Halt! Before you start your newest PowerPoint presentation, read! Don't you touch that dry erase marker.

If you start out your sales pitch stating the possible clients' problem, you're doing it wrong. Now that has always been conventional wisdom, but we've evolved as an industry into a world of subtlety and nuance. Stating a prospects' problem outright will immediately put them on the defensive, make them hesitant to reveal issues about their business that truly could need improvements. You need a more tertiary, subtle approach. But what! Well, we've researched sales decks that are great examples of how modern salespeople have found success in an industry driven by relationships and customer choice. Prospects are more informed than ever, they are advocates for their needs and will not listen to armchair experts tell them what they should and shouldn't buy. So let's get on with it. Here's why your sales deck needs an update. 

 

#1 Don't state the prospects' problem

state a global trend that is driving change. Take a marketing department for example. They are seeing reduced ROI on their investments into outbound marketing, print marketing, and PR. They can't quite seem to figure out why it's not working like it had in the past. Telling them outright that their strategies are dated and and there needs to be adaptation will not a happy prospect make. They could be unaware to the fact that the vast majority of prospects find the products they will buy online, and that social media, email, website interactivity, and blogging will see much better ROI than more traditional models. Rather than point out glaring flaws, point out that we have this magical thing called Google Analytics which enables incredibly detailed segmentation of prospects. By revealing a global shift, prospects will open up about their issues and be more enticed to speak about the finer details.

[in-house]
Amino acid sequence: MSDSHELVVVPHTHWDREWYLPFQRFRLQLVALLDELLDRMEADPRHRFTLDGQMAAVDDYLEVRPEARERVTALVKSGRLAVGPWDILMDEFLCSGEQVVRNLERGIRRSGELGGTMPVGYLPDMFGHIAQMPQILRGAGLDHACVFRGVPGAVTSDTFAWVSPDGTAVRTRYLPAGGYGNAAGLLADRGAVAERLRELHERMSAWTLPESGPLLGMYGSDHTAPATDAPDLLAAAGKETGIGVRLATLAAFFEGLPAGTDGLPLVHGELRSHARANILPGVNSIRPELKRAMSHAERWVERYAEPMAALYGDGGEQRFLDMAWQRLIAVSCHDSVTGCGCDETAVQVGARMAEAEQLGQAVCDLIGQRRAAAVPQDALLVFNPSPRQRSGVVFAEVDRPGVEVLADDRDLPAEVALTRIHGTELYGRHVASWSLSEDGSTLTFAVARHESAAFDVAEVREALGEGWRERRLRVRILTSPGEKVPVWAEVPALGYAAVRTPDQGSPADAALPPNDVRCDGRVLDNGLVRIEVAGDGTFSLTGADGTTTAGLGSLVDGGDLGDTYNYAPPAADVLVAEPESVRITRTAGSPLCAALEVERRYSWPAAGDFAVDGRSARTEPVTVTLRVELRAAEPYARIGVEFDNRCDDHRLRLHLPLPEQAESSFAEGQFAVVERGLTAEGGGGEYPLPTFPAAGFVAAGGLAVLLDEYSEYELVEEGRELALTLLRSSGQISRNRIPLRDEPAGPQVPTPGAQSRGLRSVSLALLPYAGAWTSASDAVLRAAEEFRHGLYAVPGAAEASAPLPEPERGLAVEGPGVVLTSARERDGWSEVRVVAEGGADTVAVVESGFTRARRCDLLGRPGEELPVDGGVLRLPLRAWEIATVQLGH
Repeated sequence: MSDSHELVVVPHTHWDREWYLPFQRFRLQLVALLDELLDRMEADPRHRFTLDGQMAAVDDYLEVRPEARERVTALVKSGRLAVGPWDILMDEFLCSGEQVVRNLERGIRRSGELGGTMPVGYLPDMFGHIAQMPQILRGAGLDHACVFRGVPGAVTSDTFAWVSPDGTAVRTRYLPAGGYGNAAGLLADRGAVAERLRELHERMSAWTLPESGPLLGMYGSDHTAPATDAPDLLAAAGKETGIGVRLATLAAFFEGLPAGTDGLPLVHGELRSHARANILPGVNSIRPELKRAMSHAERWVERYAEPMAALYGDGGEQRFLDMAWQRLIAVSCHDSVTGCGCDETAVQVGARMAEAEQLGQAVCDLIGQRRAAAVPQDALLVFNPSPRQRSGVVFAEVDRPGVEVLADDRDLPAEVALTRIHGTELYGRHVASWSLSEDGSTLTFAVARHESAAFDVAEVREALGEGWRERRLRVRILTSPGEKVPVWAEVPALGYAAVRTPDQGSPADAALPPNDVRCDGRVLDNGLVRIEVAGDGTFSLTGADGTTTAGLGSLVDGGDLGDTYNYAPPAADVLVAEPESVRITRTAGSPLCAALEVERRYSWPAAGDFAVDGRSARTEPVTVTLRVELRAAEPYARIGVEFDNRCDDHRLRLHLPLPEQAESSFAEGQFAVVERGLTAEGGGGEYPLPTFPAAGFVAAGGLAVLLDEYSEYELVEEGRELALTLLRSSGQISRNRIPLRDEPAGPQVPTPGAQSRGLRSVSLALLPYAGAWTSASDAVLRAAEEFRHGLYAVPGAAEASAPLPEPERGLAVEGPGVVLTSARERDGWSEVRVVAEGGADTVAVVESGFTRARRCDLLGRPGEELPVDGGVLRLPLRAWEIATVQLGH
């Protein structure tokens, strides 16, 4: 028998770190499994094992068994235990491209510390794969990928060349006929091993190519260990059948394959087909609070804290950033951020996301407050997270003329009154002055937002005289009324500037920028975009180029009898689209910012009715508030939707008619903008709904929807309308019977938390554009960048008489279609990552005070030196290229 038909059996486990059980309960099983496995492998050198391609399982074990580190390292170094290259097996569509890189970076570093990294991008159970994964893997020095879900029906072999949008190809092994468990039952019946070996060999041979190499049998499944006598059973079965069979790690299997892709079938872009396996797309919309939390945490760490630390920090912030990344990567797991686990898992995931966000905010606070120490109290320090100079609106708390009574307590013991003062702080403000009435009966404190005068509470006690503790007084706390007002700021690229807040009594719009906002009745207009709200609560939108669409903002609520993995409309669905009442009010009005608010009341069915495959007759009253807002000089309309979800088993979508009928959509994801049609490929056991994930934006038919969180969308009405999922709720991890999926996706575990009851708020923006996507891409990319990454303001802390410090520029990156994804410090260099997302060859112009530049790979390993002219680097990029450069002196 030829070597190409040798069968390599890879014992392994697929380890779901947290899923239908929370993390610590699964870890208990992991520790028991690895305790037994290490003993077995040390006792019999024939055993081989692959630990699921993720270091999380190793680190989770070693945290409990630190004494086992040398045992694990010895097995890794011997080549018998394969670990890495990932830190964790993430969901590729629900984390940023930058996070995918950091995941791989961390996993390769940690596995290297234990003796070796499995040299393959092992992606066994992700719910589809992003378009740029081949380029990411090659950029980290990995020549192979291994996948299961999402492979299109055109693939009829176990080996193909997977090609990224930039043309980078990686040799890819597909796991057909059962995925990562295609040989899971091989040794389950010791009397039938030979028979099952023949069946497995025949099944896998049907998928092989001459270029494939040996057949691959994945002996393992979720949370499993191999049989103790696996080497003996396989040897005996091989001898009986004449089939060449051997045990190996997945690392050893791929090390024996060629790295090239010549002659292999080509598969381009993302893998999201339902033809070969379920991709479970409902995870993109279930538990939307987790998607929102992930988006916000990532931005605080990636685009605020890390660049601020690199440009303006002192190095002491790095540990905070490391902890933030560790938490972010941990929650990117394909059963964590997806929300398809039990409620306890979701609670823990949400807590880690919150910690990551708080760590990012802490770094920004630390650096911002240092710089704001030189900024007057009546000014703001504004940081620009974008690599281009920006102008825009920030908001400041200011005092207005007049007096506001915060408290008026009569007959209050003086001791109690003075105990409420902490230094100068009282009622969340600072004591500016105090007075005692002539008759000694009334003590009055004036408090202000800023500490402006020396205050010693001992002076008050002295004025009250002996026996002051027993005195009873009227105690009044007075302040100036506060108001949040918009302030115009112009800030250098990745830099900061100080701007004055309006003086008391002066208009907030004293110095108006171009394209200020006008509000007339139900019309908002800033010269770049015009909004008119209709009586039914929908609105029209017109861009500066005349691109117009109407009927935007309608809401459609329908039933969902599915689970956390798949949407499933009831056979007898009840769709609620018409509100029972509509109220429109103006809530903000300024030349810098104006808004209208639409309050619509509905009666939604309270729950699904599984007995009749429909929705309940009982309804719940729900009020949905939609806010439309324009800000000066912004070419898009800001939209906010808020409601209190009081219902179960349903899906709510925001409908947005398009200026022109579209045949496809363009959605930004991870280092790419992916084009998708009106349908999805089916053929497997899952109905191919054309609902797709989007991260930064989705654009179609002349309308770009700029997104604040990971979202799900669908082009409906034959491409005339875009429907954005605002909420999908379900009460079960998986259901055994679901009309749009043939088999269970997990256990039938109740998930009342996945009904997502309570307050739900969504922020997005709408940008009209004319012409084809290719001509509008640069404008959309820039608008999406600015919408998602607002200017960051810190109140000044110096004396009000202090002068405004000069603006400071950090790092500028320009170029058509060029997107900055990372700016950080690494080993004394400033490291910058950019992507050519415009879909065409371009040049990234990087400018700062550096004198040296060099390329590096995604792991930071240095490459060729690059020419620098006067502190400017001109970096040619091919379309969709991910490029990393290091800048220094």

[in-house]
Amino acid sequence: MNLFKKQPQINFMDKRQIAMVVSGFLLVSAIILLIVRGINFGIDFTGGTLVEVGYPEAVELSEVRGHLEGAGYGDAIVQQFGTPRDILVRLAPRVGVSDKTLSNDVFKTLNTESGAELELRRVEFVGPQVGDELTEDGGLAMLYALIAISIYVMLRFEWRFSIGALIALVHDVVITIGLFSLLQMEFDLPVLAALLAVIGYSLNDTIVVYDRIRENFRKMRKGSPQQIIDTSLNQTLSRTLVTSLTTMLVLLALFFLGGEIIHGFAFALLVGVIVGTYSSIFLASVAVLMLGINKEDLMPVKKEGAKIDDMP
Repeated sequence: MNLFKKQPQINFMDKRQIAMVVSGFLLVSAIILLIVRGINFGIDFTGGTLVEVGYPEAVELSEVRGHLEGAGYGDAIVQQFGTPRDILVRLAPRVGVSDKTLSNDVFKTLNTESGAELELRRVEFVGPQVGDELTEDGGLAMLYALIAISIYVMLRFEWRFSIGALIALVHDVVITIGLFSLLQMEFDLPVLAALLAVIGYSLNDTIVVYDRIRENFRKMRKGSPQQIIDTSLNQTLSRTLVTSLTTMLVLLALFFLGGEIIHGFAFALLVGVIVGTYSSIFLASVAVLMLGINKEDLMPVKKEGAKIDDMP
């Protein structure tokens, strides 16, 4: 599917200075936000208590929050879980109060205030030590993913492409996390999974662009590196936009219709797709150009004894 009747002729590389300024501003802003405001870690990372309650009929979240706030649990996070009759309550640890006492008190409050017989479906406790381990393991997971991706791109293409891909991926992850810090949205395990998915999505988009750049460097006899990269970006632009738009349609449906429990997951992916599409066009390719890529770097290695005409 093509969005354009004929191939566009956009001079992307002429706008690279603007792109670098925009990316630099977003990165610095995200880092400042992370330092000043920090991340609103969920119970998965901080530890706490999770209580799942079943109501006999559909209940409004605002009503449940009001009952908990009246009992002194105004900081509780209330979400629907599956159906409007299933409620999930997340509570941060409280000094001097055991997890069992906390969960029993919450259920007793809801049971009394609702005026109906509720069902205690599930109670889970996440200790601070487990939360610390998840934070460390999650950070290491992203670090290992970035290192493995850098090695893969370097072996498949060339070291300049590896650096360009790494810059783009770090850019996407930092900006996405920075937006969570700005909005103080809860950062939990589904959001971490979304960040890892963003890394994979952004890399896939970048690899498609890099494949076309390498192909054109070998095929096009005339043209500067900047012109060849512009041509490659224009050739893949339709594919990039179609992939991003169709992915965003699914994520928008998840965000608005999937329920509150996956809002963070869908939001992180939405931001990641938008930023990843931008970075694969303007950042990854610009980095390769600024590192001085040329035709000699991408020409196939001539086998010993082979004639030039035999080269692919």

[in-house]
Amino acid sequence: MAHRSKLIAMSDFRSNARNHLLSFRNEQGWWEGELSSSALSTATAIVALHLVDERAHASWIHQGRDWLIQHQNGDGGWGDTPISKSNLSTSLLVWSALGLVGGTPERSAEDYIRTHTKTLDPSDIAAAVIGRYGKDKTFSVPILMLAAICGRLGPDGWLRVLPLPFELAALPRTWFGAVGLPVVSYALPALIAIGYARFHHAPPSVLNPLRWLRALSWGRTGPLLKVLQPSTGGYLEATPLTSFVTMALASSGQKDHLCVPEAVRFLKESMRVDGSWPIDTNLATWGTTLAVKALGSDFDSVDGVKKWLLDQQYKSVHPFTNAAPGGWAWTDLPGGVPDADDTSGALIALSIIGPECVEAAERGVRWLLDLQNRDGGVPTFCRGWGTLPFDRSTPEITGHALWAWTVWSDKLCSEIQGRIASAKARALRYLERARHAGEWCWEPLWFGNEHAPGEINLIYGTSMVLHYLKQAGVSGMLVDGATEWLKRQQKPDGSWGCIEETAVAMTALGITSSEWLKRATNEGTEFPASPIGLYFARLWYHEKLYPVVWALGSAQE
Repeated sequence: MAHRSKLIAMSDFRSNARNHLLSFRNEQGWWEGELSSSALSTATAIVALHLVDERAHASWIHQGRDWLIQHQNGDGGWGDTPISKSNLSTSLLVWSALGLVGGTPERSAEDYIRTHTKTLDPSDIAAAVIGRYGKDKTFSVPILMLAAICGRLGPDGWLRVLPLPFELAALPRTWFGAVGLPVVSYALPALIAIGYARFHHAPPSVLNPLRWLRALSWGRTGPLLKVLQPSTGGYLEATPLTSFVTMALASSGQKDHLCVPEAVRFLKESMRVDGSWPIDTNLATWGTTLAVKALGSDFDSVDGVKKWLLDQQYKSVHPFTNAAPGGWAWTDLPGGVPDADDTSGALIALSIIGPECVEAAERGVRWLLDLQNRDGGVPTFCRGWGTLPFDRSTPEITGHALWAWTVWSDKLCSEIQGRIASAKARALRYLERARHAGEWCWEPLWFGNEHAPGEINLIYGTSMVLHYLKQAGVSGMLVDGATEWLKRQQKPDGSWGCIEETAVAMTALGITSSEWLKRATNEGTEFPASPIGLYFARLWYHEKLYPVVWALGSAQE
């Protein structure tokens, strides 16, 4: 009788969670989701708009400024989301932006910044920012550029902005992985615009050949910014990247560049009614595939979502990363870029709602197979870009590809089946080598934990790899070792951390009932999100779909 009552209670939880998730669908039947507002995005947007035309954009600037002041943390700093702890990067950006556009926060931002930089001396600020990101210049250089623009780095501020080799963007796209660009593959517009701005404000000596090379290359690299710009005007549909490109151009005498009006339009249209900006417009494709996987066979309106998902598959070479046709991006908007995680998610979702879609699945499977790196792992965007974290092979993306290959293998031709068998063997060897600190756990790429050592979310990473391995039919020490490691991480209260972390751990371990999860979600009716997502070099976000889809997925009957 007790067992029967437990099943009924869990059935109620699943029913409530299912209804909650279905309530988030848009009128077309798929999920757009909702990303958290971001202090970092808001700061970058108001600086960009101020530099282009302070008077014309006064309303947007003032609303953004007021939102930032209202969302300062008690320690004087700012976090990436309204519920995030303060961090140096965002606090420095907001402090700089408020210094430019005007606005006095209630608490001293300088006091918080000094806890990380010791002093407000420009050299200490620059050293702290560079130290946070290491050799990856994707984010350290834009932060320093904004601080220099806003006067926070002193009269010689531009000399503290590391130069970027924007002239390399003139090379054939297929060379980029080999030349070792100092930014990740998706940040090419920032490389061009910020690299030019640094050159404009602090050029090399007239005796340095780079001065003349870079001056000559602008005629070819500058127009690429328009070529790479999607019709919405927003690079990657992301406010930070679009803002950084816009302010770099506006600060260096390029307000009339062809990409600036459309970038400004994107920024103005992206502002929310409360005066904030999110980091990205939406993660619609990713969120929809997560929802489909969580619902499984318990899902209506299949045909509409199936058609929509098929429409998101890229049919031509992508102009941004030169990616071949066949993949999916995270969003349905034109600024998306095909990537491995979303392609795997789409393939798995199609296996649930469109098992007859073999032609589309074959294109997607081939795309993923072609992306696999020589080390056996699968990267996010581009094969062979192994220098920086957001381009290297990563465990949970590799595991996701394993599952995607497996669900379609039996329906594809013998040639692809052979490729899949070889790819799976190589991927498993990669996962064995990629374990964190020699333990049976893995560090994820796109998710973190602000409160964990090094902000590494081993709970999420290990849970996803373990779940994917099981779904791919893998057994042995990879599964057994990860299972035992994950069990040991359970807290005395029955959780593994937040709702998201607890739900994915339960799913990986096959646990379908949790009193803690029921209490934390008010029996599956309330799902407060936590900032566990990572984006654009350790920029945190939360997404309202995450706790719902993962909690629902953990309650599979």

#2. Demonstrate the risk that now exists because of the global trends and changes

In the previous world of sales, this was called "fear, pain, and death." Create an unavoidable reason why the prospect needs to act, and act quickly. Once again, nuance and subtlety are key. Rather than the bullish claim that your product is the only solution, present the situation of others that shows how the global shift has challenged them, and how they succeeded by adapting (with your technology, of course). Present the situation that they can fail if they don't adapt, but don't explicitly state they will fail without your technology. There are others out there like you, maybe it really isn't a good fit, and they still need to change. The goal is to provide genuine insight that they can take away. Be educational. 

 

#3. Show what is possible